A Simple Strategy With Strong Performance

 | Nov 08, 2013 | 1:00 PM EST  | Comments
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Stock quotes in this article:

wtw

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vclk

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joy

When analyzing stocks, most investors use a variety of measures and variables. For many years, I have been studying how great investors invest, and almost always, they use five or 10 or more variables, so they can look at a stock and its underlying company from a variety of perspectives. 

I've never seen an exceptional strategist use one variable, but there is one of note who uses just two, and this is as simple as stock analysis gets. The strategist in question is Joel Greenblatt, who in 2005 wrote the appropriately titled The Little Book That Beats the Market, which is all of 155 pages long.

Years ago, I automated the strategies of great investors, and I use these to choose stocks to recommend. Greenblatt's strategy, which I have been following since 2005, has been an exceptional performer. This year, it is up 50.9%, more than double the S&P 500's gain of 24.1%. Since 2005, it is up 115.7%, compared with the S&P 500's uptick of 40.0% in the same period.

The first variable in Greenblatt's approach is return on capital (ROC), which is a way to see how much money a company is making by using its assets. This is a focus of Greenblatt, because he found that companies that have high returns on capital often had a special advantage over the competition, such as a strong brand name or strong competitive position.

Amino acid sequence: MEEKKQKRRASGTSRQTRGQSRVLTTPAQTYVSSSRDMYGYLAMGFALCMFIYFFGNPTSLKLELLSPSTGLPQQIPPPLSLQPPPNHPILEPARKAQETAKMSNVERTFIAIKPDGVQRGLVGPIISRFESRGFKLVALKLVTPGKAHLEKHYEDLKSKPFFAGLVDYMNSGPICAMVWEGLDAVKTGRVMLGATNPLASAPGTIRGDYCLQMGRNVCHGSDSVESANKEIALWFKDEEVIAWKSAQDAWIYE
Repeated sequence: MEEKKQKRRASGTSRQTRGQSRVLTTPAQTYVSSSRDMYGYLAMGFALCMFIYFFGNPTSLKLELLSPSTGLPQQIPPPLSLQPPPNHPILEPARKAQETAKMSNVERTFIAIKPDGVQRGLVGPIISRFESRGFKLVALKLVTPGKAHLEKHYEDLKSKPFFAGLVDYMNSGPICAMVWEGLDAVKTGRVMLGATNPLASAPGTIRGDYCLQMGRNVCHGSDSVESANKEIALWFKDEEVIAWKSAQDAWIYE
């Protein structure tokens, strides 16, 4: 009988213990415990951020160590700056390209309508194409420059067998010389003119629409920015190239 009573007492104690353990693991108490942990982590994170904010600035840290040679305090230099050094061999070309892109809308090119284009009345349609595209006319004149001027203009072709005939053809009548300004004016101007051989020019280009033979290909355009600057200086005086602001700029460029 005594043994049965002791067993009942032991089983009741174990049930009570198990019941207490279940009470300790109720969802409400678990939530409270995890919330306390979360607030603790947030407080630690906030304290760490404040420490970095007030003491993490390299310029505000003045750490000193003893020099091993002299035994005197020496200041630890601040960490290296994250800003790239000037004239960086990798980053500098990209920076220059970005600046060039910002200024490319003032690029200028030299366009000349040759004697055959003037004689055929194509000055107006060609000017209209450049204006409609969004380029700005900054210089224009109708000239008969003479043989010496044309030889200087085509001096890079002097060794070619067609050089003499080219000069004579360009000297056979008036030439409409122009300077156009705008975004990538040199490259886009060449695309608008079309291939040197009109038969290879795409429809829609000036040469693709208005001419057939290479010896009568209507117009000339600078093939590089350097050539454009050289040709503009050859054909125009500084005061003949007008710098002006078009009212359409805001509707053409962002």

Don't confuse Greenblatt's ROC with return on assets (ROA). Rather than using a company's reported earnings, as is done when calculating ROA, he uses earnings before interest and taxes (EBIT), so that debt payments and taxes do not hide how well a company's operating business is doing.

Another difference is that Greenblatt does not divide the earnings portion of the equation by total assets (as is done when calculating ROA) but divides it by "tangible capital employed," which is equal to net working capital plus net fixed assets.

Greenblatt's second variable is earnings yield, which lets you know how much the business earns relative to the company's purchase price. As with ROC, he uses EBIT. And he divides EBIT by "enterprise value," which includes not only the price of the company's shares but also the amount of debt it uses to generate earnings.

Greenblatt takes these two variables for any company he is looking at and ranks the company by these variables from among the 3,500 largest stocks in each of these categories. He then combines these rankings to come up with a final ranking.

Here are three companies that the Greenblatt strategy is hot on:

  • Weight Watchers International (WTW): With a great brand name and a service that never goes out of style, this company is doing well. Its rank among all stocks: 9.
  • ValueClick (VCLK): This company is in major player in the online advertising and marketing world. It provides consulting and technology to help companies achieve their marketing objectives. The company reports that it is the largest independent ad network. ValueClick is ranked 16.
  • Joy Global (JOY): Joy Global manufactures and services mining equipment used to mine coal and other minerals and ores. Joy's ranking is 40 among all stocks.

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